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Survey finds 53% of Americans prefer gasoline-powered vehicles to EVs

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Slightly more than half of Americans surveyed would prefer a gasoline-powered vehicle over an otherwise identical electric vehicle (EV) at the same price, according to research recently published by Australian car insurance comparison site Compare the Market.

The survey of 1,006 American adults found that 52.9% of respondents said they would prefer a vehicle with an internal combustion engine (ICE), while 33.8% said they would opt for an EV. The remainder expressed no particular preference.

The preference for ICE vehicles is similar to that previously identified in Deloitte Consulting’s “2022 Global Automotive Consumer Study.” In that case, respondents expressed an even greater preference for ICE vehicles, by a margin of 69% to 27%.

It’s not apparent whether the greater interest in EVs reflected in the more recent survey reflects changes in attitude, polling differences, or some other factor.

Participants in Compare the Market’s survey were asked which they would prefer if two identical vehicles were available in both a traditional or electric model at the same price.

The survey found that the strongest preference by age group for EVs was among 18- to 24-year-olds, at 43%, while the 55- to 64-year-old group had the strongest preference for ICE vehicles, at 70%.

Cited as the greatest hurdle to EV ownership, the survey found, was not vehicle range (expressed by 50.9% of respondents) or charging time (50.5%), but the lifespan of the battery pack and its replacement cost (56.4%).

Purchase price was second on the list, mentioned by 54.4% of respondents.

Other common reasons for people’s dissuasion, Compare the Market said, include the availability of charging stations and the belief that EVs are not environmentally friendly. Figures for those findings were not provided.

Around 10% of respondents said that they saw no barriers to entry.

The oldest generation in the breakdown, those 65 and older, was not the most likely to choose “understanding of technology” as a barrier. However, they were the most likely to cite charging time and price, the vehicle’s driving range, and the cost of battery pack replacement as hurdles, “which may indicate that those in this age group do in fact have a lesser understanding of the technology than other age groups included in the study,” the authors said.

The data also revealed that not only were women more likely to prefer traditional vehicles than men, but they were also more likely to face multiple barriers to purchase.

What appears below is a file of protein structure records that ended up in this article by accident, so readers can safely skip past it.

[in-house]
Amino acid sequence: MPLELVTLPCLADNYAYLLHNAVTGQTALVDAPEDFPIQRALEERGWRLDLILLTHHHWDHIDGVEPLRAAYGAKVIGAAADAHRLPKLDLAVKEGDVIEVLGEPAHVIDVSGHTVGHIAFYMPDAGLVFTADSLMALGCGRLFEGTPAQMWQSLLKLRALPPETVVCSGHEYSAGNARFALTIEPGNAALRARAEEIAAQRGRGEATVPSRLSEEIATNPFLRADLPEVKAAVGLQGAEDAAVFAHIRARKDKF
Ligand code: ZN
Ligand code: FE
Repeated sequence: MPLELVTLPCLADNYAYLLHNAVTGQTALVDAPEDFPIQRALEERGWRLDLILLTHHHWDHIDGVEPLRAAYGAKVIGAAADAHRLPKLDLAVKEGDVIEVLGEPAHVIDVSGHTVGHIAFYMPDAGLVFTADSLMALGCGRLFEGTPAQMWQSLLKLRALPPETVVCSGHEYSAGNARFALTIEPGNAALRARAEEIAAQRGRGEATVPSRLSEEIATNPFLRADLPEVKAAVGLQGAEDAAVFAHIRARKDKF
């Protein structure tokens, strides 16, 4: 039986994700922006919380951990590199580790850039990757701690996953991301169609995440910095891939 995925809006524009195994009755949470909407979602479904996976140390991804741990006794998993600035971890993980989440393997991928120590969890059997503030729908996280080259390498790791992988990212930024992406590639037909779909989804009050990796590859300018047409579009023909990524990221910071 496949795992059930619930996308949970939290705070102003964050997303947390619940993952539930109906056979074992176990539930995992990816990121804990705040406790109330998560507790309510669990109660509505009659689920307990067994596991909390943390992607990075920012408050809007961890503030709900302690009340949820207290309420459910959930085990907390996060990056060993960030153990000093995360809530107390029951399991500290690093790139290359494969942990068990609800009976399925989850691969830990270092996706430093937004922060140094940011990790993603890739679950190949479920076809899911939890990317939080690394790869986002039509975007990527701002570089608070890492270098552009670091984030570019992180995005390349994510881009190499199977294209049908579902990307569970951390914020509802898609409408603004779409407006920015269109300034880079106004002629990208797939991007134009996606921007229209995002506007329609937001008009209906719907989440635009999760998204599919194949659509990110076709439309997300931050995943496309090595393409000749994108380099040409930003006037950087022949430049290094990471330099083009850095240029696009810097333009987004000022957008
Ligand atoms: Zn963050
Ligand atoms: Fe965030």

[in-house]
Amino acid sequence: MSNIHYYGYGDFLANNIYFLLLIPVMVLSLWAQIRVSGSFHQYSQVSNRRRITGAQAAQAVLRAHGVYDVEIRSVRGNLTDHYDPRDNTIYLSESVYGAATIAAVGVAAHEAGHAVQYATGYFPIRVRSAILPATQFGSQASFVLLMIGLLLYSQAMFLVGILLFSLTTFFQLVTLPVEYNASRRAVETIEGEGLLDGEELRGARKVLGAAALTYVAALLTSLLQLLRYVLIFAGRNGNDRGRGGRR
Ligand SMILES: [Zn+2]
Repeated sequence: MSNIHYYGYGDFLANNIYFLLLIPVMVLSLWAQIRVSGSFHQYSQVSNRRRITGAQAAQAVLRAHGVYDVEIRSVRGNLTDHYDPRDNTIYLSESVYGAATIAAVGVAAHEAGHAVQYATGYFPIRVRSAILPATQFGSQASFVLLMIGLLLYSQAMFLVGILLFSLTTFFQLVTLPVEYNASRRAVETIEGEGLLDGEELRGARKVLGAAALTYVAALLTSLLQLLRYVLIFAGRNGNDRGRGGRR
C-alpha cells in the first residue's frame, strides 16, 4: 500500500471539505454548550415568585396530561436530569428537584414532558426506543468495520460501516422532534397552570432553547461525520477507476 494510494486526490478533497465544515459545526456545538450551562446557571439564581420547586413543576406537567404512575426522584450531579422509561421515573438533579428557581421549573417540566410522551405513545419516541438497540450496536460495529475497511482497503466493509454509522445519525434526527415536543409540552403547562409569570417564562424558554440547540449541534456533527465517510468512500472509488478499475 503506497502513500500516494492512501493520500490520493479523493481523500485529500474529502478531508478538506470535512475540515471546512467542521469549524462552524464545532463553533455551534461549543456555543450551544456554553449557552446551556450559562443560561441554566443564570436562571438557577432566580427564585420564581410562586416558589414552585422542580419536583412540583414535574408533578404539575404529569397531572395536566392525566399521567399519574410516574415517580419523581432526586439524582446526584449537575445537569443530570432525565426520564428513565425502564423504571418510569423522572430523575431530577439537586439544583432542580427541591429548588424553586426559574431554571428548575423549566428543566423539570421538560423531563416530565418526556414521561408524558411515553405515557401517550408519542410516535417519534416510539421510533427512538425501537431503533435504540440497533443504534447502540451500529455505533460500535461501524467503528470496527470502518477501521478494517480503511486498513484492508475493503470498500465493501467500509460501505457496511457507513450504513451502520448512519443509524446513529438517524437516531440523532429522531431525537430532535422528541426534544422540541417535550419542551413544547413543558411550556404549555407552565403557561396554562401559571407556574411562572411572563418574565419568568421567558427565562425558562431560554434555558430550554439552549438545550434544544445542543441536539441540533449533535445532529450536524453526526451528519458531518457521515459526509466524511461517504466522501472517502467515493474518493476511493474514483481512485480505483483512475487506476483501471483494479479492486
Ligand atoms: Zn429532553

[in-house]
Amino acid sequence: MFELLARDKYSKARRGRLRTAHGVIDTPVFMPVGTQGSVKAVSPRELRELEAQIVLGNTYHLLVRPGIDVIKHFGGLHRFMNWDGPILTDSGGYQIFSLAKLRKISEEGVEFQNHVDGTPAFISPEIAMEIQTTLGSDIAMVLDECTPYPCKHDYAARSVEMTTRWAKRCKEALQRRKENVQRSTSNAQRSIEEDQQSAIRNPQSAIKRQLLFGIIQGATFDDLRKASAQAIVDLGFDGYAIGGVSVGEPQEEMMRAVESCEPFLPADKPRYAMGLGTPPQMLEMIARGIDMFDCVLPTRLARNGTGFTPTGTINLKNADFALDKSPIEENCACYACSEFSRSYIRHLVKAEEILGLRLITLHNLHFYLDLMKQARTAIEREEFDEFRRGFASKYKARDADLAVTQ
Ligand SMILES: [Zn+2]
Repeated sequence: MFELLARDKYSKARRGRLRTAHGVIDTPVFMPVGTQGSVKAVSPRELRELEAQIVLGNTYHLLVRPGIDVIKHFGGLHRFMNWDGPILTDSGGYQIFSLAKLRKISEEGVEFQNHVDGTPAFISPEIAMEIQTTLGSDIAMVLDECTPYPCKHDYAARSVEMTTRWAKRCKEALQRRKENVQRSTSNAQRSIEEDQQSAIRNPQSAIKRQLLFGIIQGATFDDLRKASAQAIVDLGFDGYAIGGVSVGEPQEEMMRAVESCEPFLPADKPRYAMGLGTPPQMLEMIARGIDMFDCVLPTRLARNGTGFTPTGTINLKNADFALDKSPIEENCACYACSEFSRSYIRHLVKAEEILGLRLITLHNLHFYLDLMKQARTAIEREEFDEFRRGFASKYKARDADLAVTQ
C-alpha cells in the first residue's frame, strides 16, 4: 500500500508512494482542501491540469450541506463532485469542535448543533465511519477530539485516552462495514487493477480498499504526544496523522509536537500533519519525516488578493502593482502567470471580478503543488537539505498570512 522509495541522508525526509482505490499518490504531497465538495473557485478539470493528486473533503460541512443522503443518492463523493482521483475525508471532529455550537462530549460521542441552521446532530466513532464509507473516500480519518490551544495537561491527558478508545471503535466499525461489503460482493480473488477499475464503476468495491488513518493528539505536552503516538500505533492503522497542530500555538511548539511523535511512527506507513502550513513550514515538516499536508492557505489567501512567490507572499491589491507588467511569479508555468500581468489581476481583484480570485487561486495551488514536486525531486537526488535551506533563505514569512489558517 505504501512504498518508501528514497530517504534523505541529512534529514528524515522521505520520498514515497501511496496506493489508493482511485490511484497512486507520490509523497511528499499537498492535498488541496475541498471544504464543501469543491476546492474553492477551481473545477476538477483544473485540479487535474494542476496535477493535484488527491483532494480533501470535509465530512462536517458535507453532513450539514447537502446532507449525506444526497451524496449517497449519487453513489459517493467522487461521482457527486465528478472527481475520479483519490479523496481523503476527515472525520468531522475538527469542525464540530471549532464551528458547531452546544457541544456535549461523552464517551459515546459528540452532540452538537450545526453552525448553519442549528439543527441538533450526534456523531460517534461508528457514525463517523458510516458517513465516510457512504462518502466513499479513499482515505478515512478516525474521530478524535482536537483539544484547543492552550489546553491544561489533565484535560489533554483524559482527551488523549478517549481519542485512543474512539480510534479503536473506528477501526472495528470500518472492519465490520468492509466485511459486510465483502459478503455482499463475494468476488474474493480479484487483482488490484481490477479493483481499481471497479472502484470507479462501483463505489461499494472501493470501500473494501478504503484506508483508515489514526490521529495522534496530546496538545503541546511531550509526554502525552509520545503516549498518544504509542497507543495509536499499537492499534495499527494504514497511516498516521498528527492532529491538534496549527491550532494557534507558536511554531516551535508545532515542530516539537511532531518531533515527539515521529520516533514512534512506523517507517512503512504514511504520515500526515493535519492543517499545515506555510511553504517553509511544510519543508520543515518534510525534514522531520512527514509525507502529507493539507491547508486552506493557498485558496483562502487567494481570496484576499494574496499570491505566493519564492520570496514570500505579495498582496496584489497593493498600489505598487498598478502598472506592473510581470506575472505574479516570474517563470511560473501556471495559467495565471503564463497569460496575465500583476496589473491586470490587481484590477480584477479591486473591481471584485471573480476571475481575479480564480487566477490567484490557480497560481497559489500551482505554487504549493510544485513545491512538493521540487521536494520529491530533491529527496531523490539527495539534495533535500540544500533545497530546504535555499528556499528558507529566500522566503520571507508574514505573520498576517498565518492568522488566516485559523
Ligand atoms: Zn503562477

The survey asked Americans how much they would be willing to spend on a new vehicle. While the results show a general preference for lower prices for both types of vehicles, there’s an interesting shift at the $45,000 to $54,999 price point, where more respondents would be more willing to spend more for an EV.

At the very upper end of the scale, there are more than twice as many people who would be willing to spend more than $65,000 on an EV than those who would spend the same amount on a traditional vehicle.

Comparing the data from a lower financial threshold, 32.5% of respondents said they would spend a maximum of $25,000 on an EV, but 39% said they would spend the same amount on an ICE vehicle.

“Despite people being open to spending more on an EV, the fact remains that they remain largely unaffordable for many with price one of the most prominent barriers to entry,” the authors said.

Compare the Market also surveyed adults in Canada and Australia, where preferences for EVs outweighed interest in their ICE equivalents. However, the research did find some common points:

  • Men were more likely than women to prefer electric vehicles.
  • Younger age groups (between 18 and 34) were more likely to prefer electric vehicles than any other generation.
  • When looking to purchase a new car, people were more willing to spend higher amounts on electric vehicles than they were traditional.
  • Women were generally motivated to spend less on cars than men.
  • Purchase price and battery life/replacement costs were the two main barriers to entry for an EV purchase.
  • Older generations, those 55 and older, were most likely to be dissuaded from purchasing an electric car based on a number of barriers to entry, such as battery life, driving range, and cost of charging.

Compare the Market commissioned Pure Profile to survey 506 Australian, 1,006 American, and 1,009 Canadian adults in March 2022.

More information

Study of 1,000 Americans finds 7 in 10 prefer ICE vehicles


Featured image by iNueng/iStock


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